There are a couple of things to consider when comparing the two. OS licensing costs and perpetual updates.
First, with Zimbra, you're not necessarily tied to a specific OS. Sure, it needs to be UNIX based, but you've got options. You could go the Apple OSX server route, which gives you more expensive hardware, but allows you an unlimited client license for $999, and I don't believe that you're tied to any license term. You could also go the "enterprise class" Linux route with SUSE or RedHat, but you will have to pay for support for those. If you're being cost conscious, you could download Ubuntu, which is a supported Network Edition OS, and doesn't necessarily require a support contract to run. That would save you more than $5,000 over a 4-year term according to the spreadsheet mentioned.
Second, Zimbra's licensing is more like Microsoft's "Software Assurance" licensing, which allows for upgrades to software when new versions are available. This ups the costs of licensing pretty significantly. Looking that pricing up, it increases the cost of Exchange server itself from $3700 to $5500. That's not the only kicker...the SA term is only for 2 years. That means that if you want 4 years of potential upgrades, it's going to cost you $11,000 just for the server software for 4 years of upgradability. That doesn't include the costs of SA for the server OS, and both sets of client licenses you need (Windows CALs as well as Exchange CALs). I guess you could argue that you don't need the SA because MS generally stretches out their product cycles so that you wouldn't have to upgrade over the course of 4 years, but is that really a benefit? Considering all of the features that Zimbra's implemented in the 2 years that I've been using it, I'd love to sit down in 4 years and compare what Zimbra's got going on to Exchange 2007!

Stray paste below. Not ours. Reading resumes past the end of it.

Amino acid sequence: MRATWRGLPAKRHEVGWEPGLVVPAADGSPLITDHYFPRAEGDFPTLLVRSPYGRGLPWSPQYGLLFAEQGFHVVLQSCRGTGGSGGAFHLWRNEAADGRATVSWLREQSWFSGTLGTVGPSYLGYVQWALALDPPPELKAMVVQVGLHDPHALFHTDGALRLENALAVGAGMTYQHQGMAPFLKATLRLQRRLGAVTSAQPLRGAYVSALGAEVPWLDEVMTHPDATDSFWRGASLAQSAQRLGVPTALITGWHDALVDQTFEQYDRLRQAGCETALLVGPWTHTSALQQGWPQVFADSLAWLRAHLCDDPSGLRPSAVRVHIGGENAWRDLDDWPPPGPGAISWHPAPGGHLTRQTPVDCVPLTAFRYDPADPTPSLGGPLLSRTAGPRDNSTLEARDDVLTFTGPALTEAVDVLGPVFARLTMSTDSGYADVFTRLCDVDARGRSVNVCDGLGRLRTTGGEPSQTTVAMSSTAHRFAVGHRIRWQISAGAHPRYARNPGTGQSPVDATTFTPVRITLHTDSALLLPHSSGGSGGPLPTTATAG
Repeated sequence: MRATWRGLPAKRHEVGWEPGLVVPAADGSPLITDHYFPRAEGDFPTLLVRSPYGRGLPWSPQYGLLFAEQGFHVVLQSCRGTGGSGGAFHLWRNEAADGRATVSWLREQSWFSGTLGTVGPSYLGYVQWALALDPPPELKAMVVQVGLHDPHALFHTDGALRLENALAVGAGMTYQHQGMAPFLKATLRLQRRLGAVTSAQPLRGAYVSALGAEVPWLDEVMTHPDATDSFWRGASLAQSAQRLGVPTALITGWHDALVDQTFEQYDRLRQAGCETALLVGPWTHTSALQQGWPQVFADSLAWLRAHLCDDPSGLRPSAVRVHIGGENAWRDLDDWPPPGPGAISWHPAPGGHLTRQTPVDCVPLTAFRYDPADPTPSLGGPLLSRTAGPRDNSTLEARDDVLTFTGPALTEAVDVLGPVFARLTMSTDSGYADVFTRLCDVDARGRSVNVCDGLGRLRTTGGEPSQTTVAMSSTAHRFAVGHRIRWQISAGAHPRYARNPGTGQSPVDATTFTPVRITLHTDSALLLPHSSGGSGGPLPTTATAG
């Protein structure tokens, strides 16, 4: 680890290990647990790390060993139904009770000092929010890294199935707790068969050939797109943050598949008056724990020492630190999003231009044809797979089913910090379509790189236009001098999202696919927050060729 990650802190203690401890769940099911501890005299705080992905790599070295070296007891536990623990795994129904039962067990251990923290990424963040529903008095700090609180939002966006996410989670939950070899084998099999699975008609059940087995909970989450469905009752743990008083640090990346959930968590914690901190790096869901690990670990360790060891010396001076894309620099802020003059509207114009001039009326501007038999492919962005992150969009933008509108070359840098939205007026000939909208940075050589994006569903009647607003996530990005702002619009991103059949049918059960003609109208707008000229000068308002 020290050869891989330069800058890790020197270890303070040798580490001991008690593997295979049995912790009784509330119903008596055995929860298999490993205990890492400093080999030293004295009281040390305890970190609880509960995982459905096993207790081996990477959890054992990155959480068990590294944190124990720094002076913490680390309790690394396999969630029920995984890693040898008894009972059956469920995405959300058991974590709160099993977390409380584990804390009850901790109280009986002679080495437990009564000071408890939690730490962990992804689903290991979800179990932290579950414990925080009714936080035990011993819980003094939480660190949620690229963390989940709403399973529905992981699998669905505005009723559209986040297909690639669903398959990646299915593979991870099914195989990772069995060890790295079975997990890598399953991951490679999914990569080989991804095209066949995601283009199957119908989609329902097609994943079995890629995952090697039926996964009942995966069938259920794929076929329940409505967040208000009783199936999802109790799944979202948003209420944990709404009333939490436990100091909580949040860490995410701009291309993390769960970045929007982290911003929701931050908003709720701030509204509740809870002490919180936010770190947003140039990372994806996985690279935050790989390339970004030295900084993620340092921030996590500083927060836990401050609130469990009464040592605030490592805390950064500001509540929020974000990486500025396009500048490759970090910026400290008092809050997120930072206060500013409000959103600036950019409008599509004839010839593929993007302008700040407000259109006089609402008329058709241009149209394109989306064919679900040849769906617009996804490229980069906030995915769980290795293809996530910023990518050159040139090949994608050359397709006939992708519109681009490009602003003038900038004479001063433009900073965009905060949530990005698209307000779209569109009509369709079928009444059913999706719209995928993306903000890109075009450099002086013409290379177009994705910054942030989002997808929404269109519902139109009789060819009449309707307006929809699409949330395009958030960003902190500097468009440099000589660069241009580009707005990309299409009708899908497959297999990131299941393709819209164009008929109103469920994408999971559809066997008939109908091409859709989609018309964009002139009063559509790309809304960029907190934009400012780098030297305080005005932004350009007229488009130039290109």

There are many reasons to consider both, but from my personal experience, Zimbra tends to perform better on less hardware for the same amount of users compared to Exchange. Add to the fact that it's based on open standards, and you get a package that can run side by side with several other products, and is very extensible. On our server, we're running an Oracle database, Zimbra, apache, a support ticket system, and an SSL-based VPN. Try doing all of that on the same Windows server!